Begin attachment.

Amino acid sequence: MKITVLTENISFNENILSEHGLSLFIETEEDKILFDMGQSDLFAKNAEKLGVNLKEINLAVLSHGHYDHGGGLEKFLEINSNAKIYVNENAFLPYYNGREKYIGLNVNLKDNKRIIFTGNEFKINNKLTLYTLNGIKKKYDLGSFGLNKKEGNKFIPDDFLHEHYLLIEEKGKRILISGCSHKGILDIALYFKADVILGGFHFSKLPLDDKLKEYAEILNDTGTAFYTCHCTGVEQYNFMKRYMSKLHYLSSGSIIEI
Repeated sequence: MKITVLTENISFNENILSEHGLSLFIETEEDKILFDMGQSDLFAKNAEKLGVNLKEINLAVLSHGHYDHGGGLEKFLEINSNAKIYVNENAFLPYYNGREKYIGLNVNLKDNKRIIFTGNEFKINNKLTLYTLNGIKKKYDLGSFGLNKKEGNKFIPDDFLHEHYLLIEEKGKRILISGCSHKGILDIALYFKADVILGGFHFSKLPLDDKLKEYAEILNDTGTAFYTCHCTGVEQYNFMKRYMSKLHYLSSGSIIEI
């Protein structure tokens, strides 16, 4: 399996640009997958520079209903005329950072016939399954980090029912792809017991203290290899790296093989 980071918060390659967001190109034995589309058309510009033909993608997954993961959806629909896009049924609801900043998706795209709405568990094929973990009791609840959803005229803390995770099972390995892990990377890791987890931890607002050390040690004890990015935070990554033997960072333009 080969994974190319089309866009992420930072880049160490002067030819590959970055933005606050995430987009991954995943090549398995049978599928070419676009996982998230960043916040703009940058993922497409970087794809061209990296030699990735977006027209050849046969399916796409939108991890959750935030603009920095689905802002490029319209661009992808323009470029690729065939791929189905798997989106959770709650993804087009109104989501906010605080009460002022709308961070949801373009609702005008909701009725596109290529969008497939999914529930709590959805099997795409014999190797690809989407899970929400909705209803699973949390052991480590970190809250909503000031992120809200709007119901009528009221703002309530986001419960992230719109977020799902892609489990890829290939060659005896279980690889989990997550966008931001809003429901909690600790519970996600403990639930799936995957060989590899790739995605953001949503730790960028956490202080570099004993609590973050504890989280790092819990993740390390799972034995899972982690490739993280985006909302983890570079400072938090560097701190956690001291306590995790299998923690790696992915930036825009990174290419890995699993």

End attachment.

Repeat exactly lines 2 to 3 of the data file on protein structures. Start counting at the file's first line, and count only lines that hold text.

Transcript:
Repeated sequence: MKITVLTENISFNENILSEHGLSLFIETEEDKILFDMGQSDLFAKNAEKLGVNLKEINLAVLSHGHYDHGGGLEKFLEINSNAKIYVNENAFLPYYNGREKYIGLNVNLKDNKRIIFTGNEFKINNKLTLYTLNGIKKKYDLGSFGLNKKEGNKFIPDDFLHEHYLLIEEKGKRILISGCSHKGILDIALYFKADVILGGFHFSKLPLDDKLKEYAEILNDTGTAFYTCHCTGVEQYNFMKRYMSKLHYLSSGSIIEI
């Protein structure tokens, strides 16, 4: 399996640009997958520079209903005329950072016939399954980090029912792809017991203290290899790296093989 980071918060390659967001190109034995589309058309510009033909993608997954993961959806629909896009049924609801900043998706795209709405568990094929973990009791609840959803005229803390995770099972390995892990990377890791987890931890607002050390040690004890990015935070990554033997960072333009 080969994974190319089309866009992420930072880049160490002067030819590959970055933005606050995430987009991954995943090549398995049978599928070419676009996982998230960043916040703009940058993922497409970087794809061209990296030699990735977006027209050849046969399916796409939108991890959750935030603009920095689905802002490029319209661009992808323009470029690729065939791929189905798997989106959770709650993804087009109104989501906010605080009460002022709308961070949801373009609702005008909701009725596109290529969008497939999914529930709590959805099997795409014999190797690809989407899970929400909705209803699973949390052991480590970190809250909503000031992120809200709007119901009528009221703002309530986001419960992230719109977020799902892609489990890829290939060659005896279980690889989990997550966008931001809003429901909690600790519970996600403990639930799936995957060989590899790739995605953001949503730790960028956490202080570099004993609590973050504890989280790092819990993740390390799972034995899972982690490739993280985006909302983890570079400072938090560097701190956690001291306590995790299998923690790696992915930036825009990174290419890995699993």